In recent years, companies were offering a suite of in-house perks to entice new talent and retain existing employees. These services ranged from free on-site lunch services, pet-friendly offices, ping pong tables, and, at times, even cocktails and draft beer for employees to enjoy after office hours.
However, the traditional workplace has been dramatically transformed due to the coronavirus. Over the last few months, organizations around the globe have transitioned from the in-person office to the virtual workspace. While organizations may have originally viewed this as a temporary, short-term solution, some companies are embracing remote work in the long term.
“Many US businesses are seeing the key benefits to remote work, such as cost savings and increased efficiency, and as a result, are opting for distributed workforces permanently. However, with the massive shift to remote work, many of our traditional office norms and perks will have to evolve to address new employee needs,” said Zoë Harte, SVP, head of human resources and talent innovation at Upwork.
As employees continue to telecommute in the future, the classic perks and benefits package may need to adjust to the new normal of business operations. Here are some of the perks and benefits telecommuters should consider during the negotiation process.
SEE: COVID-19 workplace policy (TechRepublic Premium)
Stipends for home office setup
At the onset of the pandemic, some companies offered their employees stipends to set up their home offices. Shopify in particular offered its employees a “one-time remote allowance” of $1,000 to create their home workspaces. Such a stipend can help telecommuters buy all of the essentials for a day at the virtual office including standing desks, ergonomic chairs, dual monitors, headsets, external microphones, webcams, and more.
The physical setup of the office is one perk to consider, the resources needed to maintain a virtual office is another. At a standard office, employees typically are supplied with employer-provided electricity, water, Wi-Fi capabilities, etc. At the home office, remote workers are often responsible for these utility expenditures.
In recent months, residential energy consumption has increased in some markets. According to Columbia University research, residential energy usage has increased by as much as 20% in California compared to the same time in 2019. Moving forward, employees may want to consider negotiating utility and Internet usage stipends as part of their employment package.
As for the operational burden of conducting business remotely, there are other less tangible factors to keep in mind. With the workday squarely situated in the middle of the home for many employees, the line between work and personal space is at times obscured. As a result, Harte suggests perks related to accommodating work-life balance.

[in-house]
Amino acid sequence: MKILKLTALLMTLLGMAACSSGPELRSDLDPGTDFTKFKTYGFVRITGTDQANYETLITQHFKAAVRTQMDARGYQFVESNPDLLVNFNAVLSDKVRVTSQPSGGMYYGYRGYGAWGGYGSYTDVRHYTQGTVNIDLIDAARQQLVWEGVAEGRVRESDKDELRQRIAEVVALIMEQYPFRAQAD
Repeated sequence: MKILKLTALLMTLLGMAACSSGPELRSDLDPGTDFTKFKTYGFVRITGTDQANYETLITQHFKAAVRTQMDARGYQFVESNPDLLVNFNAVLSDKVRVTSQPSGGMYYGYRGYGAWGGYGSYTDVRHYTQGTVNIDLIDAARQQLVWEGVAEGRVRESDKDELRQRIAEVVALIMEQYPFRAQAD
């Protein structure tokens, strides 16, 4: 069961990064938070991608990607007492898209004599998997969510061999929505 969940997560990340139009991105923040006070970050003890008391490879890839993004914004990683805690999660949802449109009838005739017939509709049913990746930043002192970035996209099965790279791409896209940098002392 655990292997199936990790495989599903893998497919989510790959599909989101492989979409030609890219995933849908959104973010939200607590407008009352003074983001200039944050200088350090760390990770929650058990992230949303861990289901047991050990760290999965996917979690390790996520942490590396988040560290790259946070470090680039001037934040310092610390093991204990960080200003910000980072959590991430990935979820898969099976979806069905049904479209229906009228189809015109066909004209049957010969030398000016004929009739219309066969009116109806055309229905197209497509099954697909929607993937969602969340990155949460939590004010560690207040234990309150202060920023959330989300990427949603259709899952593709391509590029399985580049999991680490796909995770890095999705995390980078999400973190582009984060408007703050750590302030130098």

“With remote work becoming the new normal, employees should consider perks and negotiations which help create a healthy work-life balance and work-from-home environment,” Harte said.
Harte noted that employees may consider negotiating “the ability to create calendar blocks designated specifically for personal time.” This would give telecommuters the ability to add structured guidelines to their day-to-day work life and more aptly set boundaries between work and their personal lives.
Nontraditional business hours
It’s also important to remember that it’s not only employees who are operating remotely during the pandemic. Many schools have adopted non-traditional instruction to enable remote learning for students around the country. As a result, many telecommuters are tasked with managing not only their at-home workday but also their child’s distanced education. To assist with this multifaceted workload, Harte suggests that remote employees could negotiate flexibility as a scheduling perk.
“Every remote employee’s work-from-home environment looks different; some are parents juggling work and homeschooling their kids, while others live with someone who is immunocompromised. Employees should consider asking for a flexible workday schedule, outside the traditional 9-5, in which they can dedicate time to care for loved ones and work during times convenient for them,” Harte said.
SEE: Return to work: What the new normal will look like post-pandemic (free PDF) (TechRepublic)
Enhanced medical benefits packages
As a modern plague continues to spread around the globe, healthcare remains a critical perk for many employees. In recent months, we’ve seen a surge in telemedicine visits to accommodate public safety and mitigate the spread of the coronavirus. Harte posed the idea of employees negotiating telemedical benefits as part of a larger employment package.
“In terms of healthcare, encourage your business to partner with a telemedicine company to provide remote consultations without the risk of COVID-19 exposure and offer access to on-demand mental health support through providers such as Ginger.io,” Harte said.
Remote learning opportunities
Tuition reimbursement is a popular perk for employees across industries. Interestingly, this particular perk is a bit of a win-win for both organizations and employees alike. This allows companies to invest in their existing talents while also empowering employees to upskill in classes or micro-courses of interest.